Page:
Pete Alexion is a member of a political action committee that has drawn up a legislative proposal addressing the TSA. You can read about it here. He told us he’ll keep us apprised of what happens in his TSA saga.

(Photo: Flickr Creative Commons/Dustin Moore)

  • yeah right

    Hmm I call bull on this story! For one they did not have the Body scanner until December 2011 I mean come on that was in the news paper. Along with that if he did use the body scanner there would not have been a glassed in booth due to the size of the scanner it was removed befor the scanner was installed . I mean come on if your going to make a story up then at least get your facts straight.

    • http://tsanewsblog.com/10061/news/tsa-finally-holding-long-overdue-public-comment-period-on-scanners/ Lisa Simeone

      Mr. or Ms. yeah right, do you mean Fairbanks Airport didn’t have a scanner until December 2011 or the country in general? The former I can’t speak to, but the latter I can. Scanners were in airports for years before December 2011.

      • yeah right

        Lisa
        Fairbanks did not have the body Scanner Until December 2011. This story is not true just like so many stories out there about the TSA.

        • http://tsanewsblog.com/214/news/history-repeats-itself-with-tsas-strip-search-tactics/ Lisa Simeone

          Mr. yeah right, I guess Alexion just woke up on the wrong side of the bed and decided to make shit up. Just like tens of thousands of other people out there.

  • zoom907

    TSA Administrator John Pistole was in Fairbanks in late September visiting with airport officials. Not sure if this bubbled to the top, tho’.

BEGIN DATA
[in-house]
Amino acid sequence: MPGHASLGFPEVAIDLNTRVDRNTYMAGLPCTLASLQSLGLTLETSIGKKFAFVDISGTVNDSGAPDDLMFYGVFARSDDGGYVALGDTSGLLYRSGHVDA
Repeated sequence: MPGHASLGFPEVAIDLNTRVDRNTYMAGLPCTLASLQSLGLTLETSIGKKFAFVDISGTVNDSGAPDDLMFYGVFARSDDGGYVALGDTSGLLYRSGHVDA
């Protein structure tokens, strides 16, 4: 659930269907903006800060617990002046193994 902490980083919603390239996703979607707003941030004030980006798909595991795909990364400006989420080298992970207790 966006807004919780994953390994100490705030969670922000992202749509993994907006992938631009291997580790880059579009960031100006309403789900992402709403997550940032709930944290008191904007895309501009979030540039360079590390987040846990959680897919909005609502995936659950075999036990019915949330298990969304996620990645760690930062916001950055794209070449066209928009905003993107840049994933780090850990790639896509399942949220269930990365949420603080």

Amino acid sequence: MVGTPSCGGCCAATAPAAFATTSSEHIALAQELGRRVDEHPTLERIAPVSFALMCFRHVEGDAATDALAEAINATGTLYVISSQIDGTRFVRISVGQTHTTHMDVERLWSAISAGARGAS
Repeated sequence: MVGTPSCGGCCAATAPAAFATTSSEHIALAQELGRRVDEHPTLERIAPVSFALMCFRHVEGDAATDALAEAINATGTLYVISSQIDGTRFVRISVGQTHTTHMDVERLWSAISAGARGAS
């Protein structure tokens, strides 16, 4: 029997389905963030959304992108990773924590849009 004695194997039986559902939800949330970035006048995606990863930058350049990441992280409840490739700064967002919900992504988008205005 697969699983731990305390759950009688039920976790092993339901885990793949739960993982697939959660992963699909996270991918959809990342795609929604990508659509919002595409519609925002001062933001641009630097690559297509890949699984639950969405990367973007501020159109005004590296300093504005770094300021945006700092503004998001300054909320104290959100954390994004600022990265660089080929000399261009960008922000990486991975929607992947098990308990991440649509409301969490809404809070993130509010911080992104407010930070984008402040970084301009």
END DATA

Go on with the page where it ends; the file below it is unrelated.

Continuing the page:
• Andrew Pearson

    I can verify this story, because Pete is a good friend, and he shared it with me, shortly after it occurred.

    I fail to understand why the American People continue to put up with the TSA, unless it is that we only encounter them when we are in no position to quarrel with them. In other words, if one MUST travel to a distant location, and one MUST fly, one has little choice but to submit to the TSA’s behavior.

    I suspect that it is a very good thing that I don’t often need to fly, because I’m not sure I would obey TSA instructions, if I felt they were violative of my rights as an American Citizen. I do love to fly, but will avoid it at all costs, thanks to the misguided security theater we call the TSA.

    Here’s a thought: Allow any American Citizen who has a valid Concealed Carry Permit to carry on board planes. That should discourage any terrorist on board.

    The sooner the TSA is abolished, the better.

  • libertarian

    too much government

  • zeesmuse

    You know… you should get paid for being groped. Not the other way around! How many terrorists has the TSA caught with this strip and rob mission???

    • http://tsanewsblog.com/214/news/history-repeats-itself-with-tsas-strip-search-tactics/ Lisa Simeone

      zeesemuse,

      None.

  • Daisiemae

    Shameful and disgusting! This is the value that our veterans have for the United States government.

    As long as the service people are out there putting their lives on the line so government officials and their cronies can reap the profits from enormous defense contracts, the government loves them.

    As soon as the service people come home and have problems or needs, the government abandons them.

    Then on top of all that, the government allows these Walmart reject Bozos in Blue to abuse our veterans and steal from them!!!!!!!!!

    Shame and disgrace on every politician from the president down to the dog catcher who hasn’t done everything in his or her power to bring down TSA!